A Safer Health System built on Data Transparency
In 1999, the Institute of Medicine (IOM) released To Err Is Human: Building a Safer Health System, a groundbreaking report that ultimately led to the creation of the Agency for Healthcare Research and Quality (AHRQ)1,2. This report, widely discussed in the media, claimed that between 44,000-98,000 Americans die each year from preventable medical errors. Despite the outrage from the public and a flurry of initiatives to address this issue, nearly two decades later, medical errors are estimated to be the third-leading cause of death3 , killing up to 400,000 patients annually and causing serious harm to another 10-20x the number of patients, all at an estimated cost of more than $1 trillion4.
A significant barrier to fixing the medical errors problem was that many hospitals and medical centers at the time simply weren’t assessing the quality of their services in a way that could be used for quality improvement programs beyond rudimentary programs associated with Medicare5,6. Data collected for these tasks was based substantially on insurance claims data and hospital billing records; early electronic medical records systems were often designed for a single-purpose and interoperability (e.g., sharing of records between providers) was nonexistent, save for the fax machine.
With the release of the IOM report coinciding with growing use of the internet and technology, the time was right in the early 2000s for a renewed focus on patient safety and hospital and provider quality metrics. The Leapfrog Group, founded in 2000, was one of the first to tackle these problems head on, by uniquely working with the business leaders who were feeling the squeeze of higher healthcare costs for their employees. The Leapfrog Group has grown from an initial survey response of 200 hospitals on three key patient safety dimensions to almost 2,000 hospitals reporting data on a variety of measures, such as the use of a bar code medication administration system that can prevent medical errors before the drugs are given to patients7. What may be most remarkable about The Leapfrog Group’s survey is that the hospitals are reporting their safety and quality data voluntarily, knowing that their data will be released publicly, in reports that employers can use and websites with Leapfrog’s Hospital Safety Grade and consumer-facing information.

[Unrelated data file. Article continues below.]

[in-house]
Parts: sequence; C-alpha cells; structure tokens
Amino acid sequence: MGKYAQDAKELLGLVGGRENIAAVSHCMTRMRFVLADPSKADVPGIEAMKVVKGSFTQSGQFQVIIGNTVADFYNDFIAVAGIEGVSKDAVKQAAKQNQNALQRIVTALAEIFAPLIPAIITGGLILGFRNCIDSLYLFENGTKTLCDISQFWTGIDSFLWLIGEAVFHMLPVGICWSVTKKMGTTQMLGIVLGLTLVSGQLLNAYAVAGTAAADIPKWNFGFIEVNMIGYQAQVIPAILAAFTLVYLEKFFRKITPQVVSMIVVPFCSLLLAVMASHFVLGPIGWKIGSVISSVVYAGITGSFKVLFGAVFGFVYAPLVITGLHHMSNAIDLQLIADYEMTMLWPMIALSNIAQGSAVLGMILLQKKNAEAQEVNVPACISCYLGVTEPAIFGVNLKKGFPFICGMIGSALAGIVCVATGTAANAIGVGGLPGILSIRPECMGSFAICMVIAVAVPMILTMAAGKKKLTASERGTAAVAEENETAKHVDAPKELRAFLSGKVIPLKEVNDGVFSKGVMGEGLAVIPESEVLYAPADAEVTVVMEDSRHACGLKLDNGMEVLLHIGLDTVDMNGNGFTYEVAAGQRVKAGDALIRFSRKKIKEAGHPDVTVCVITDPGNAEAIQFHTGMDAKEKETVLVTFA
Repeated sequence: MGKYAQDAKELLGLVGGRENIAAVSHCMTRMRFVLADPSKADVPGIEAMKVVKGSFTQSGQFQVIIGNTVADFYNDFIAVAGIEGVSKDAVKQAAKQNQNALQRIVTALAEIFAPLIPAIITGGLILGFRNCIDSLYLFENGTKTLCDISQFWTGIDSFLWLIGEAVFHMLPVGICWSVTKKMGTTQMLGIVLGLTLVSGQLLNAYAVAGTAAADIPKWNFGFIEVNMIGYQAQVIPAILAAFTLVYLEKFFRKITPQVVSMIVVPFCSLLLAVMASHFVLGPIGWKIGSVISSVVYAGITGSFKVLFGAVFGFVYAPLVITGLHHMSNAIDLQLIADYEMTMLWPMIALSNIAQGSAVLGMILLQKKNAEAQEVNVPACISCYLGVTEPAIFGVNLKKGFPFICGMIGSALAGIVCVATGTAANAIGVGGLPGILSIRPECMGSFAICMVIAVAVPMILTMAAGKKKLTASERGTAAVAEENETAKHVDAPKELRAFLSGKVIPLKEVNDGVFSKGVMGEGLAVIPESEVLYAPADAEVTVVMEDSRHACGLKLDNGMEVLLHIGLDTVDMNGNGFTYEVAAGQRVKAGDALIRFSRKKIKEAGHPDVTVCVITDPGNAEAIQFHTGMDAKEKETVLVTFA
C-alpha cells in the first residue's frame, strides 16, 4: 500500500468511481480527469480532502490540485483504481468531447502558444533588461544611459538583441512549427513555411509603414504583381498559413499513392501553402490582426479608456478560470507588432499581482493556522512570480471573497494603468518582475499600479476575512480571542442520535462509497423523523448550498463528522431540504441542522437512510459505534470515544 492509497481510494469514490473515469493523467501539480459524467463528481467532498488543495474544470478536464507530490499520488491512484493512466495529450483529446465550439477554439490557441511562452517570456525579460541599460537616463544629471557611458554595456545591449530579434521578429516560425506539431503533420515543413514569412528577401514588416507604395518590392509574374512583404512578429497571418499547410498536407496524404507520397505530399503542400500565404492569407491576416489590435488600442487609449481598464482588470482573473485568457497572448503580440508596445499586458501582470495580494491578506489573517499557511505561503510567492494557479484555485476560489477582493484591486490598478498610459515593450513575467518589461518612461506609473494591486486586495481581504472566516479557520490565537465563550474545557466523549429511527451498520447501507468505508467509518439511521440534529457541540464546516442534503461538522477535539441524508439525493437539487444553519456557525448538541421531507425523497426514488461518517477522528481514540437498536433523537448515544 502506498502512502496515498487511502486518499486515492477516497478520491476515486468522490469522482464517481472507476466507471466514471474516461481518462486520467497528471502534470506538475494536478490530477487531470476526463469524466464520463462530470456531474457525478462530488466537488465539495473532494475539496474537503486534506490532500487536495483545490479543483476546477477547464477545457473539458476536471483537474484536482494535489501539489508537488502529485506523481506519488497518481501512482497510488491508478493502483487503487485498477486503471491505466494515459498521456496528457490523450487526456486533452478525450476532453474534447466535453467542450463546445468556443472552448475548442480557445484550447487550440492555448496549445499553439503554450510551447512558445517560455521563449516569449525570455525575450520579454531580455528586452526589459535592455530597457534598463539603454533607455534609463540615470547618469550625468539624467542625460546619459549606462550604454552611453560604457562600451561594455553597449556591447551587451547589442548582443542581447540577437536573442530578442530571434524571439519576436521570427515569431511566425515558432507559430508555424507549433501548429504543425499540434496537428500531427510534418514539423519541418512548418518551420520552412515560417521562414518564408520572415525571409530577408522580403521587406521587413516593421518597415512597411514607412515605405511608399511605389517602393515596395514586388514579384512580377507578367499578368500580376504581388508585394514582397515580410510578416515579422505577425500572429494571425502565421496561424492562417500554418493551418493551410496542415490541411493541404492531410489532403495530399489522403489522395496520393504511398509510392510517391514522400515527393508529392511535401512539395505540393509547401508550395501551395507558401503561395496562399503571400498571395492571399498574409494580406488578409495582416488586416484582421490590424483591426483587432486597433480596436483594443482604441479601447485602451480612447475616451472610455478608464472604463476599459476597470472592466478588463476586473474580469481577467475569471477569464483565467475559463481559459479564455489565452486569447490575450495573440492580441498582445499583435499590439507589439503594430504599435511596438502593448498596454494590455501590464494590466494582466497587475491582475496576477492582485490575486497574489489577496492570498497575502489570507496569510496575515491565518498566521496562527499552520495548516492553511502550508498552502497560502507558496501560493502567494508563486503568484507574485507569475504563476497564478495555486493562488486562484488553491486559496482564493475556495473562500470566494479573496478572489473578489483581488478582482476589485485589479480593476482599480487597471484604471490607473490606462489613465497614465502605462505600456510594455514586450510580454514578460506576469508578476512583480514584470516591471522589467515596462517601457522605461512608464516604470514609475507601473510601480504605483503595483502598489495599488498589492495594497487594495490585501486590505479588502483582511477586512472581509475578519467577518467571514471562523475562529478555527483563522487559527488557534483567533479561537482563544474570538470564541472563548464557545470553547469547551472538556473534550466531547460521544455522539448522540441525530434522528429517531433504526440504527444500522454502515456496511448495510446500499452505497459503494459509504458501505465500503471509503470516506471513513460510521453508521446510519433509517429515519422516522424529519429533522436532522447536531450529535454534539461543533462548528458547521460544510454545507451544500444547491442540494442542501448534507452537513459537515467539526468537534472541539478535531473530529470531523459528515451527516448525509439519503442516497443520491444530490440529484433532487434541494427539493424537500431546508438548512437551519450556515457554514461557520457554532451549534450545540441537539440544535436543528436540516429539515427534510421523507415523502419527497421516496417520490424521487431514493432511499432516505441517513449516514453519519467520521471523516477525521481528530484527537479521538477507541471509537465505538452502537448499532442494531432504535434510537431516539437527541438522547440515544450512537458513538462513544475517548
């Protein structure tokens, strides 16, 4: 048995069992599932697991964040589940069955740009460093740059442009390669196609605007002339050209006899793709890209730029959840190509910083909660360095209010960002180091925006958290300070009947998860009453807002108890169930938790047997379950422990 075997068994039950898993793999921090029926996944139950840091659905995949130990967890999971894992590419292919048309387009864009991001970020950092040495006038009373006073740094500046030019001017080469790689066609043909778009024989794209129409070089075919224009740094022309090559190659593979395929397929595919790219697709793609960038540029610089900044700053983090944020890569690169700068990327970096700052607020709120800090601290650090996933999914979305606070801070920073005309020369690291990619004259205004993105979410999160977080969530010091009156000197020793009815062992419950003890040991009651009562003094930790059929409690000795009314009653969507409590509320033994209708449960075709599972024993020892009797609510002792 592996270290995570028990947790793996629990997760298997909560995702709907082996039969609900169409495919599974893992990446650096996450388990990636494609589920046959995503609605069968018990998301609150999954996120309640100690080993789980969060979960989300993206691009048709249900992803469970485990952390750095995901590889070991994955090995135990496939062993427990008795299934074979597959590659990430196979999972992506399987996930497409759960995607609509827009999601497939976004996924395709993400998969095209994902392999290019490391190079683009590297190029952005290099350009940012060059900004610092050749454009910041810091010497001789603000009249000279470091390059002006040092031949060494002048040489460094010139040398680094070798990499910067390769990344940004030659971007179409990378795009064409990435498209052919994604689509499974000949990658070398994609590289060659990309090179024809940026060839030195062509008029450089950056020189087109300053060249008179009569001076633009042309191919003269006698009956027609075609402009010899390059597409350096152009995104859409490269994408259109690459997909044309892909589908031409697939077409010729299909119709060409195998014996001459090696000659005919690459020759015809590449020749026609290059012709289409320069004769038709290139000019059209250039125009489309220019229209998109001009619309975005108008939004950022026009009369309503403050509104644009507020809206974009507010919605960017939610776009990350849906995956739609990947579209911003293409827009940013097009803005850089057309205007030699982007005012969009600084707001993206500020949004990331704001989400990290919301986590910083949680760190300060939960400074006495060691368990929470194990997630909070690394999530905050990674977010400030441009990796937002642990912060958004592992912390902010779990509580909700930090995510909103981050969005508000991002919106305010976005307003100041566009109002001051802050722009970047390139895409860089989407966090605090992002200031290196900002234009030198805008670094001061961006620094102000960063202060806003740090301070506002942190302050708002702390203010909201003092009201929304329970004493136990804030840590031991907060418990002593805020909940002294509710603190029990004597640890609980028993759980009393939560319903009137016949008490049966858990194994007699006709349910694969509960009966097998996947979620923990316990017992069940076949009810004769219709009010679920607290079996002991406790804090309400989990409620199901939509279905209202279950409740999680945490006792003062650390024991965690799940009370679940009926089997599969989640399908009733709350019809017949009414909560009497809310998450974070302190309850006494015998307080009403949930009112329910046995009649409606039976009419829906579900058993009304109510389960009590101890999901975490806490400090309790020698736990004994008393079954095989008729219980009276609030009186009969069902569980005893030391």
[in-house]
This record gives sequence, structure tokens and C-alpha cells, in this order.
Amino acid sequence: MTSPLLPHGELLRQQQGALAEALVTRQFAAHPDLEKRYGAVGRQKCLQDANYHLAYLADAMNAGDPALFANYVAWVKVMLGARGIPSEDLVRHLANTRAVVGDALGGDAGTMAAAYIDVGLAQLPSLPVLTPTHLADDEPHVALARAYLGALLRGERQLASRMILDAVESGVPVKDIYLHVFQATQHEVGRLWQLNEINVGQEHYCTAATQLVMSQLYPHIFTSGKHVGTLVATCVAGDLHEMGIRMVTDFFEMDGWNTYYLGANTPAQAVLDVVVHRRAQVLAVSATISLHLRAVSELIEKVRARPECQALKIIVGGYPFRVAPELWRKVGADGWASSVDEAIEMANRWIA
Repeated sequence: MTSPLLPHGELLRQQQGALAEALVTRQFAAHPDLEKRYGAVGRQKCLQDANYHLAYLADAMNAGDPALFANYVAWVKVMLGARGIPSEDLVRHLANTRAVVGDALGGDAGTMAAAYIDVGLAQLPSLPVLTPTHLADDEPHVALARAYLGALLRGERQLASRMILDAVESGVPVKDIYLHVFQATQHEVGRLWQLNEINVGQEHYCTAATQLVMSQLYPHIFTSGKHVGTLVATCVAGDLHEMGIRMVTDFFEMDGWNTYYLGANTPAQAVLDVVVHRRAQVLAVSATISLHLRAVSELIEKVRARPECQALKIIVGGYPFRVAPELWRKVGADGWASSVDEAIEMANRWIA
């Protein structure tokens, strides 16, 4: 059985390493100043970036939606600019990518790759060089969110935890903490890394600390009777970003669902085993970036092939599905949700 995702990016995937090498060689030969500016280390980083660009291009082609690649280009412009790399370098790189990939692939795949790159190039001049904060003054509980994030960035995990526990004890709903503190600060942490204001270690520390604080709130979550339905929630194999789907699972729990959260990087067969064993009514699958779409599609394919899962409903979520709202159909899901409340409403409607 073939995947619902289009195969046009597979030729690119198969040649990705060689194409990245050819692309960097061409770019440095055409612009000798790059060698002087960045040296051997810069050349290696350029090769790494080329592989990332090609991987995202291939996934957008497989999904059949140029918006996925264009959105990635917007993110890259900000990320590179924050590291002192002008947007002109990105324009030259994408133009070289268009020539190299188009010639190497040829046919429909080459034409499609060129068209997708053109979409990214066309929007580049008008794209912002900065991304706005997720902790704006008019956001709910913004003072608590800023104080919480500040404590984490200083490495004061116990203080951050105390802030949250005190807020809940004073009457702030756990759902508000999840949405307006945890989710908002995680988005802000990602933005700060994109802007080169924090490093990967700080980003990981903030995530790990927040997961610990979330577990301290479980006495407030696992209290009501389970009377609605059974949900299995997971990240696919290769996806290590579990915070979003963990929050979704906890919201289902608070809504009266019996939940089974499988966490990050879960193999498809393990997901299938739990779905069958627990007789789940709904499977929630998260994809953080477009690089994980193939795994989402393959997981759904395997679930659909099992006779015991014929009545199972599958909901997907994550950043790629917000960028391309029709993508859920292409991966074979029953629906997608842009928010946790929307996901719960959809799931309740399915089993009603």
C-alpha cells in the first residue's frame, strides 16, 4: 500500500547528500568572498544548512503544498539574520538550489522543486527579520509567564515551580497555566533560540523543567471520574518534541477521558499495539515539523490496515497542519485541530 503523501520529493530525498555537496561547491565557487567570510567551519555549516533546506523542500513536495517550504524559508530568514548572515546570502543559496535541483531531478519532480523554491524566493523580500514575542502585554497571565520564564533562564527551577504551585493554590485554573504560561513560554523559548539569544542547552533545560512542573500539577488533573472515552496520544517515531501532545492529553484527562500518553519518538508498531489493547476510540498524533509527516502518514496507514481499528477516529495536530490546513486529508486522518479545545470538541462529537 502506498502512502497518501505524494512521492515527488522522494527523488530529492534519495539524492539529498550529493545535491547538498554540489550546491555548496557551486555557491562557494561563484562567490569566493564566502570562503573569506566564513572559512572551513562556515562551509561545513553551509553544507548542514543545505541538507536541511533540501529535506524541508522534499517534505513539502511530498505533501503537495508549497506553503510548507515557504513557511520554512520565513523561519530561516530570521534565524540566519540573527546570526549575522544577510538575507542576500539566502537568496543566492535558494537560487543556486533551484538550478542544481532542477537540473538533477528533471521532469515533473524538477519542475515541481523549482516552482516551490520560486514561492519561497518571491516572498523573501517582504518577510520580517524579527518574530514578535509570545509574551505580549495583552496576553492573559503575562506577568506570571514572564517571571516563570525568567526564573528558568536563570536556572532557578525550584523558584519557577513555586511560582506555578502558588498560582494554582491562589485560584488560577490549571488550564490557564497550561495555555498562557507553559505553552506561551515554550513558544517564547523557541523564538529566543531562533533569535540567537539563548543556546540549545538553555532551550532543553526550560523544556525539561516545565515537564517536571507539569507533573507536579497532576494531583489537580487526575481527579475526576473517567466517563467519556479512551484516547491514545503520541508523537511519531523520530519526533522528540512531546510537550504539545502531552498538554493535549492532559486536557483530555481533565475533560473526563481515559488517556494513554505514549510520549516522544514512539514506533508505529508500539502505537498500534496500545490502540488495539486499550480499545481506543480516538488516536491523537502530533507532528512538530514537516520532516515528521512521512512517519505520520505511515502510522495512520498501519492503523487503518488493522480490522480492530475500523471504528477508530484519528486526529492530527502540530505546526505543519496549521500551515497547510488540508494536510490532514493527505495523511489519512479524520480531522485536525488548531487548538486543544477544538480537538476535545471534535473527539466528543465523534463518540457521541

In Episode 6 of the MoneyBall Medicine Podcast, I talk with Leah Binder, CEO of The Leapfrog Group about healthcare’s price and quality metrics today and the struggle to increase transparency in these key areas. We discuss where startups in this space go wrong, the role for consumer-facing technology, and trends that will push price and quality transparency to become more mainstream. We consider how data transparency is driving value-based care and barriers to its success.
- Donaldson, M. S. 2008 Advances in Patient Safety An Overview of To Err is Human: Re-emphasizing the Message of Patient Safety.
- Schulman, K. A. and Kim, J. J. 2000.Medical errors: how the US Government is addressing the problem. Current controlled trials in cardiovascular medicine 1 (1):35-7.
- Makary, M. A. and Daniel, M. 2016.Medical error-the third leading cause of death in the US. Bmj 353 i2139.
- Bernazzani, S. 2018.Tallying the High Cost of Preventable Harm. Costs of Care. http://costsofcare.org/
- Gagel, B. J. 1995.Health Care Quality Improvement Program: a new approach. Health care financing review 16 (4):15-23.
- Marjoua, Y. and Bozic, K. J. 2012.Brief history of quality movement in US healthcare. Current reviews in musculoskeletal medicine 5 (4):265-73.
- The Leapfrog Group. 2018 History. http://www.leapfroggroup.org/about/history